Warsaw police looking for man who impersonated officer


WARSAW, Ind. (WSBT) – Warsaw Police are on the lookout after a man pulled over a woman pretending to be an officer.

The incident in question happened on Nov. 2. Late that night the woman was driving along U.S. 30, noticed a car flashing a blue light, and pulled over assuming it was an officer. However she quickly realized that wasn’t the case.

“Our victim tells us that he came up to the driver side and that he told her she needed to get out of the car,” said Detective Sgt. Brad Kellar with Warsaw police.

He says that was warning sign number one, as protocol requires real officers to identify themselves and cite why they pulled someone over.

“When he had to tell her the second time to get a car and also told her that she was under arrest he put his hand on the gun,” said. Detective Sgt. Kellar.

Noticing the man was wearing all black and driving a black Toyota SUV, the woman realized something was off and drove away.

“The opportunities are endless with what could happen in a situation where somebody’s doing that,” said. Detective Sgt. Kellar. “Sometime it’s a power trip for somebody to try to have that authority of some over someone. But obviously I think our imagination can take us to some of the worst case scenarios.”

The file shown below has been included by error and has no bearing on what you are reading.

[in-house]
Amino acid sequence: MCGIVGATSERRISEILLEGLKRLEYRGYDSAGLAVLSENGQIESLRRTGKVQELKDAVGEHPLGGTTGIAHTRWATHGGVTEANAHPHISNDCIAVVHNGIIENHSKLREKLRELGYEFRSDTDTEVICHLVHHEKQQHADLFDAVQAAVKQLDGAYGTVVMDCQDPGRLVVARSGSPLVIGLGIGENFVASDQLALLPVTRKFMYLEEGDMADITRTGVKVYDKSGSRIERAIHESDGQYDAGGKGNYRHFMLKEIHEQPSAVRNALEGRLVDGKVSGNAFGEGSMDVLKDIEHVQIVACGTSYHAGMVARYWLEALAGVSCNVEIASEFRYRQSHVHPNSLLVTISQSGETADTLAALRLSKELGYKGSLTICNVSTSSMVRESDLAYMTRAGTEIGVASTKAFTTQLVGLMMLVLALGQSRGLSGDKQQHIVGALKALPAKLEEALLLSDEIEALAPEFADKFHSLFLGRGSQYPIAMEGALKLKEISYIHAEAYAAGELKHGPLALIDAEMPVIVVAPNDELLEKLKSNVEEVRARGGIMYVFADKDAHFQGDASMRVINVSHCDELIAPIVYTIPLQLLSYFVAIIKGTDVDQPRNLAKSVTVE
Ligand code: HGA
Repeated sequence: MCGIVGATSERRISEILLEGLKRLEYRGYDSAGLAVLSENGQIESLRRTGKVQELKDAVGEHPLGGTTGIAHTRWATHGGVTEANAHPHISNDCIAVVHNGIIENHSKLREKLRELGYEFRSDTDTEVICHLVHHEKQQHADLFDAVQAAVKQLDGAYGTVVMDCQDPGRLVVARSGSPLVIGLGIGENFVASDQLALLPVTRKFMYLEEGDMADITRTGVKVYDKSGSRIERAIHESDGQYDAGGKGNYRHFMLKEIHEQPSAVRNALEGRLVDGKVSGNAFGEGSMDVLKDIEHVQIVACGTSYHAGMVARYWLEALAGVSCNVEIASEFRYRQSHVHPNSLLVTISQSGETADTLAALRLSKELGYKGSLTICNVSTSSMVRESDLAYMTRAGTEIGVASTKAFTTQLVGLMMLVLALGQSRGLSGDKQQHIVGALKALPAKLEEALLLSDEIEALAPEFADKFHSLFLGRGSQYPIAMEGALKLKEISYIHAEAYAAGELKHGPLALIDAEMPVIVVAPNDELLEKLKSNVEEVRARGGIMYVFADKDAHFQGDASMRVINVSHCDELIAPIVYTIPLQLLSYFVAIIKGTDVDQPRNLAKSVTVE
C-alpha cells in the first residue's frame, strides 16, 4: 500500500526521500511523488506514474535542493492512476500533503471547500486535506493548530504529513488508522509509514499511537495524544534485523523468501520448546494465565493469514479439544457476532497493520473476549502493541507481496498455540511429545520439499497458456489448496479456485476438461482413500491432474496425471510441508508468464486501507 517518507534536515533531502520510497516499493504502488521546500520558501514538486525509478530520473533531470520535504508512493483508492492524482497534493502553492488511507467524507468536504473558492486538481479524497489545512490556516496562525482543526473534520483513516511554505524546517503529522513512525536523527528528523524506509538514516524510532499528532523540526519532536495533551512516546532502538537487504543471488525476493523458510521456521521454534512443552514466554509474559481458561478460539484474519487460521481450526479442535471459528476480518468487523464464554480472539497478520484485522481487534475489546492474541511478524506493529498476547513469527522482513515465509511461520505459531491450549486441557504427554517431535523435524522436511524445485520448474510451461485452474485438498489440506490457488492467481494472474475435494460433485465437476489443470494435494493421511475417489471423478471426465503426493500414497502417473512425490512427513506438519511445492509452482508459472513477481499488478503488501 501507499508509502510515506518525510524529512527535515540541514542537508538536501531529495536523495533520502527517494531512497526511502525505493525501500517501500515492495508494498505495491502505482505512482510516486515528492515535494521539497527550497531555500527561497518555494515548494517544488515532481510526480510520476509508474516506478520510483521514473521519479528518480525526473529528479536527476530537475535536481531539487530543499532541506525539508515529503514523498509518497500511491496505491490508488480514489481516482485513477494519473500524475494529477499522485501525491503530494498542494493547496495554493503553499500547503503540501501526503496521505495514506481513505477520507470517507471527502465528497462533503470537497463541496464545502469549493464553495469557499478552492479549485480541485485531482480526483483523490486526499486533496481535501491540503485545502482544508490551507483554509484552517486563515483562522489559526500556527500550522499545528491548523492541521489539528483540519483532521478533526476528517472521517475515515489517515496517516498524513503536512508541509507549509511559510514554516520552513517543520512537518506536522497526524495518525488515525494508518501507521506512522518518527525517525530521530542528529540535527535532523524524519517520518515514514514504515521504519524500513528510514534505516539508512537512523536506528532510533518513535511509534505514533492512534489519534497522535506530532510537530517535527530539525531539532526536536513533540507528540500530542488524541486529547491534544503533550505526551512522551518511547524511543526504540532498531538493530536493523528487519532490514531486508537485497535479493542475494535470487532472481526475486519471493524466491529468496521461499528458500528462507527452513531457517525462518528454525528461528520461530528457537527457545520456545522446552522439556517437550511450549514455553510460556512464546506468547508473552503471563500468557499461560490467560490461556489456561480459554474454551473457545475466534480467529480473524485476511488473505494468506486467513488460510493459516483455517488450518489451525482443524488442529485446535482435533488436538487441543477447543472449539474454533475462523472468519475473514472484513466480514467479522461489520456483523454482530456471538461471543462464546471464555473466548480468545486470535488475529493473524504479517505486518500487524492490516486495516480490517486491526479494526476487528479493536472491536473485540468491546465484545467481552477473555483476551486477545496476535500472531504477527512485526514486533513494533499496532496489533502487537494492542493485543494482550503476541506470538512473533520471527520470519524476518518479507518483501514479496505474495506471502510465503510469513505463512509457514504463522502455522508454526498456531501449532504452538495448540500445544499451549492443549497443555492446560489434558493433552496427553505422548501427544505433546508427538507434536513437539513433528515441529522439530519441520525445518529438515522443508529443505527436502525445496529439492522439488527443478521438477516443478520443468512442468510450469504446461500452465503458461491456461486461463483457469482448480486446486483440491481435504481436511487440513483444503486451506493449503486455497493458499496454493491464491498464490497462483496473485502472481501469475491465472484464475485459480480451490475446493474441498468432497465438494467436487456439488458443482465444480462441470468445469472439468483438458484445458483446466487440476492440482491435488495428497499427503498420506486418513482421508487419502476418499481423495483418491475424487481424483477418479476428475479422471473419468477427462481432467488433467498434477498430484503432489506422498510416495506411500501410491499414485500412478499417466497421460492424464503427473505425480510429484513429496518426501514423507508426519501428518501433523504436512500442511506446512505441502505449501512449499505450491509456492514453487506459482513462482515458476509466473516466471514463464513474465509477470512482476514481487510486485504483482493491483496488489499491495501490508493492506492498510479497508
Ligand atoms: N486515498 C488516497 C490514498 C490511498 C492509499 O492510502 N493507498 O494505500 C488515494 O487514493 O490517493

While police are searching for the impersonator, who is described as a white male with blue eyes and a muscular build. He says there are some important signs to look out for.

“If he’s in an unmarked vehicle, he is required to be in a uniform,” said Detective Sgt. Kellar. “So they’re going to see patches, they’re going to see a badge, they’re going to see a uniform.”

The next point is the lights. The impersonator used a singular flashing blue light, which is often used for volunteer fire fighters.

“If that blue light pulls over when you pull over to allow them to go onto the emergency that’s the problem,” Detective Sgt. Kellar said. “You need to drive away from that situation and get on 911 right away.”

If an unmarked car does pull you over and you’re still unsure, Kellar says to call 911, turn on your hazards, drive very slowly, and turn on your interior lights if it’s at night.

“I would say the combination of these events would tell the officer, ‘Okay this is probably someone that’s concerned about whether I’m legitimate or not and he’s going to allow for that few minutes’.”

At that point dispatch can communicate by radio with that officer and confirm with both parties it is safe.

Kellar says another option is to pull into a well-lit business if one is close, because the last thing an impersonator wants is witnesses to be nearby.

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